Five thoughts from Monday
• Andy Murray and Novak Djokovic advanced to the quarterfinals in similar manners on Monday. Both players faced their first test of Wimbledon, with Murray meeting Kevin Anderson and Djokovic taking on Jo-Wilfried Tsonga. The two favorites won in straight sets, but needed a tiebreaker in the third. At this point, we're riding the express train to a Djokovic-Murray semifinal.
• Bouchard looked ambitious as ever, beating Alize Cornet and reaching the quarterfinals. (To Serena Williams’ credit, Cornet was not able to sustain her level of play from Saturday.) Three Majors in 2014: Bouchard has reached a pair of semis and - at minimum - a quarter.
• Barbora Zahlavova Strycova, a 28-year-old from the Czech Republic reached her first Grand Slam quarterfinal, beating Caroline Wozniacki in an early match Monday. Credit Strycova -- a strong grass-court player -- for holding her nerve and serve, fighting through some injuries and prevailing, but this is a match that Wozniacki has to find a way to win.
• Li Na won the Australian Open, crashed out of the French Open and then crashed out at Wimbledon. Stan Wawrinka won the Australian Open, crashed out of the French Open and … recovered nicely. Wawrinka is quietly taking care of business and, after a rain delay Saturday, beat Denis Istomin.
• Upset of the day: After losing in singles, the Williams sisters remain in the doubles draw. Given history and their pride levels -- and this is not a knock -- you could be forgiven for wondering if they would stick around or head immediately to the American Airlines Admirals Club lounge at Heathrow. Good for them for remaining in the draw.
A few dips into the Mailbag, which should be up and running after technical problems...
Who is the gentleman that I see sitting in the players box at so many tournaments with the black cowboy hat that looks a little bit like Colonel Sanders?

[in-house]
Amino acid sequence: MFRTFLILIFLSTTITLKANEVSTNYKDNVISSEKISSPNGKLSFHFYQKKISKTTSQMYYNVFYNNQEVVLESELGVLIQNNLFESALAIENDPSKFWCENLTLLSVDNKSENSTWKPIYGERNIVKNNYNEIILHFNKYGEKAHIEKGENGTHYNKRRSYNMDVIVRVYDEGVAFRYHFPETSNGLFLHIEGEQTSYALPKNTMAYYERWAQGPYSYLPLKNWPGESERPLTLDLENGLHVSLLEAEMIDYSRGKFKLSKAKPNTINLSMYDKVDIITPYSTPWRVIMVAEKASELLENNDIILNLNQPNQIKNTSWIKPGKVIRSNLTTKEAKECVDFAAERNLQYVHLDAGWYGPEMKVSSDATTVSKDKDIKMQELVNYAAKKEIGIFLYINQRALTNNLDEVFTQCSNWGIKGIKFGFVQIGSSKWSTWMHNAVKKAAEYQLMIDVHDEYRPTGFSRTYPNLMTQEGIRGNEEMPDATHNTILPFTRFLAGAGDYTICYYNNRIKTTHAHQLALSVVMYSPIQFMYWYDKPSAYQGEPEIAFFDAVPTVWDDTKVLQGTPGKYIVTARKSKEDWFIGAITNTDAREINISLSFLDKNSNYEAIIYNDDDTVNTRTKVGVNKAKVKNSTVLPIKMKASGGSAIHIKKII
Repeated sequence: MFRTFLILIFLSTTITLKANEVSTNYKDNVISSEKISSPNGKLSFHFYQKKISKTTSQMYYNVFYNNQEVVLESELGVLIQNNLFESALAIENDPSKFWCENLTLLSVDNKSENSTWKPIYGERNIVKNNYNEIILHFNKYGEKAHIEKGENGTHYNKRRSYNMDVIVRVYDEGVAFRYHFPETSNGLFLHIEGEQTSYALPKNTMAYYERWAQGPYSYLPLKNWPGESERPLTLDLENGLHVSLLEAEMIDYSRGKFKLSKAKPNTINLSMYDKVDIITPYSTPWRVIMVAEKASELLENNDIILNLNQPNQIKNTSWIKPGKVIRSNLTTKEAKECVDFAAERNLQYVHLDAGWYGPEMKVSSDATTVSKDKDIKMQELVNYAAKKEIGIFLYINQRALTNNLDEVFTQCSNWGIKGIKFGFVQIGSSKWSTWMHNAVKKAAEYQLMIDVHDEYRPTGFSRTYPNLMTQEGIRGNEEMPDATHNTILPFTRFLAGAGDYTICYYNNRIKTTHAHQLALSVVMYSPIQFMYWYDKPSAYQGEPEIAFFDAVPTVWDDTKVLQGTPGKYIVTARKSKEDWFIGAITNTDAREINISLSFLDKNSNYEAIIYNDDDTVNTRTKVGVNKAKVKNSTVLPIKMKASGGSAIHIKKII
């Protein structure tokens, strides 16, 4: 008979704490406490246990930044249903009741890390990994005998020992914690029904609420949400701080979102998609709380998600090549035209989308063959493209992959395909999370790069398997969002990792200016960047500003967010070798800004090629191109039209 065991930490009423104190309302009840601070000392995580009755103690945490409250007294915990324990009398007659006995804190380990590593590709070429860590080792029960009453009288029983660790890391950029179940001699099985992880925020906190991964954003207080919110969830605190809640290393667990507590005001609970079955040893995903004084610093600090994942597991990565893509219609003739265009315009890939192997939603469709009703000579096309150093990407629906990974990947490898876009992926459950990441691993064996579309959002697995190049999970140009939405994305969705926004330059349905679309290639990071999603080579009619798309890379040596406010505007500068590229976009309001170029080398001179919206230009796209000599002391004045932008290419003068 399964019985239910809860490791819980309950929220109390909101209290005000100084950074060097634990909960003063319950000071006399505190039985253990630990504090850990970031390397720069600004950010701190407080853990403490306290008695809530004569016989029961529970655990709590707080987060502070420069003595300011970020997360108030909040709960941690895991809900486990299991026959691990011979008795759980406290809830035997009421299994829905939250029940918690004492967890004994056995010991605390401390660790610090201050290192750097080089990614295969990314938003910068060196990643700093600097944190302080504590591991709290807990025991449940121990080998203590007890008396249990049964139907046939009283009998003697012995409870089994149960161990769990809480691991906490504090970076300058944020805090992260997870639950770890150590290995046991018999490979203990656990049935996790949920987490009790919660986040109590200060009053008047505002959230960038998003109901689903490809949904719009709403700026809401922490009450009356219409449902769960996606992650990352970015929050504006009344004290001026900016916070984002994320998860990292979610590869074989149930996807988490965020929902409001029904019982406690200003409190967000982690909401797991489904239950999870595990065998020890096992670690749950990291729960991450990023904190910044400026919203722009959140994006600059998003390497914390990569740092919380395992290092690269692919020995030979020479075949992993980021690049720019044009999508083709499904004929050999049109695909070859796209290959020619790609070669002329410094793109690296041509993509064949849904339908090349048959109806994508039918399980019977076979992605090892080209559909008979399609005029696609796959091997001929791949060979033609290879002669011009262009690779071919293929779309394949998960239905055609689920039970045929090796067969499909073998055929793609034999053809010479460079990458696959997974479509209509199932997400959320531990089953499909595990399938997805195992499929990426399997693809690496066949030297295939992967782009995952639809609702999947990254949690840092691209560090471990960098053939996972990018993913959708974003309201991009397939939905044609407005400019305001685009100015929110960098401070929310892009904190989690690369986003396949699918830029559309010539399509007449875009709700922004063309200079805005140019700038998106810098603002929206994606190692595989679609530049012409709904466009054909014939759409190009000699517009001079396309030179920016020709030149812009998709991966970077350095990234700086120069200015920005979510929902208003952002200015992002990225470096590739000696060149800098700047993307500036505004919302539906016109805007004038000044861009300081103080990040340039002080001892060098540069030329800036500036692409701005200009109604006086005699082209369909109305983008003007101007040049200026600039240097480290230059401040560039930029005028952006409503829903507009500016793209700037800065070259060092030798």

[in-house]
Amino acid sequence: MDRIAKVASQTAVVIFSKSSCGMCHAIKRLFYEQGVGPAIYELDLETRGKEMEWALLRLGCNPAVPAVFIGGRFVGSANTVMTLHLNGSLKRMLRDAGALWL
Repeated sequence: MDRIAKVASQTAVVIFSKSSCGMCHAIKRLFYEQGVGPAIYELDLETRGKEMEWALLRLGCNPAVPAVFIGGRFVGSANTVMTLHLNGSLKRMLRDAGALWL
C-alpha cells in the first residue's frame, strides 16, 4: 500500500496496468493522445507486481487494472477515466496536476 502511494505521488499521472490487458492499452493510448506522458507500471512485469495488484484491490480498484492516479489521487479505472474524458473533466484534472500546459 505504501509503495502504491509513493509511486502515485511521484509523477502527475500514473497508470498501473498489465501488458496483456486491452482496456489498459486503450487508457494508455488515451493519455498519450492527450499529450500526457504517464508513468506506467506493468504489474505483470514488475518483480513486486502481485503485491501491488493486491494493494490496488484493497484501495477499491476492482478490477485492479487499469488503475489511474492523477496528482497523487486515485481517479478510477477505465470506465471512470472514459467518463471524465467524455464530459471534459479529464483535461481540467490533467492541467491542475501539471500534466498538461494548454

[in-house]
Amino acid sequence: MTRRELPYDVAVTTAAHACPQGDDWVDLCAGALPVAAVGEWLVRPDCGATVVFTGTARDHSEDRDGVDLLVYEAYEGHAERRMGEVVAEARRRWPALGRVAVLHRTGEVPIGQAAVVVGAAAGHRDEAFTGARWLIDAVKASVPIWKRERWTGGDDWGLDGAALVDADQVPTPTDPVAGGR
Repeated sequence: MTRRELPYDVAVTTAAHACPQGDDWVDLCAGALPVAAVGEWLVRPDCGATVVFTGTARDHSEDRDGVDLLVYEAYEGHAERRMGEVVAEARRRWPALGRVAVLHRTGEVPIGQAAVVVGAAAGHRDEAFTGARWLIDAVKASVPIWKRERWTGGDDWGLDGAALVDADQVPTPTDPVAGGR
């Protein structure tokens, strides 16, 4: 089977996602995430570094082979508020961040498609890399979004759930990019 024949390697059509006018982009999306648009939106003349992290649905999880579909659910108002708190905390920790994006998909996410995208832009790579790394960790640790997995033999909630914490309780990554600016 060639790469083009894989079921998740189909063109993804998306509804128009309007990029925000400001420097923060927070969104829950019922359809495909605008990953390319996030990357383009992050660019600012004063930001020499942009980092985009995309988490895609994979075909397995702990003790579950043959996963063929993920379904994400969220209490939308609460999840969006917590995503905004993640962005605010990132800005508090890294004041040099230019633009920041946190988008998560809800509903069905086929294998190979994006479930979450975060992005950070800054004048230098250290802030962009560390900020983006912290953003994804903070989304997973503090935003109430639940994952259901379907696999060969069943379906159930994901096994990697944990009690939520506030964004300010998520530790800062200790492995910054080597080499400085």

-- Eric Bukzin, Manorville, N.Y.
• Meet the mystery cowboy.
With Serena's latest loss, can you please stop picking her to win every Grand Slam? It's not going to happen.
• Yes, I’ve now whiffed three straight times. And, yes, after the French Open in particular; at age 32; with little prep work; with some off court drama…in retrospect maybe not the wisest pick. But who else would you have picked? The defending champion retired. Sharapova, who hasn’t won here in a decade? Halep, who has zero Majors to her name? Kvitova? As I wrote, I wanted to make an alternate choice but couldn’t find a candidate worth backing.
Did you notice after Serena lost, she went behind Cornet and tapped her on the shoulder to leave the court? Let the other player have her moment. If someone had done that to Serena she would have flipped out. Totally rude behavior and no one even comments on it. Why does she get a pass?
-- John L. Thomas, Lakeland, Fla.
• A lot of you wrote about that. I could go either way. Yes, it wasn’t particularly gracious for Serena to tap Cornet and urge her to hurry, thus robbing her of a career moment to celebrate. On the other hand, it is customary for players to leave together and Serena was understandably in no mood to linger, and she's well aware that Cornet veers toward the theatrical. As it was, they both left but, as Serena waked out of sight, Cornet did a jailbreak and returned to bathe in the applause. A good compromise, I’d say.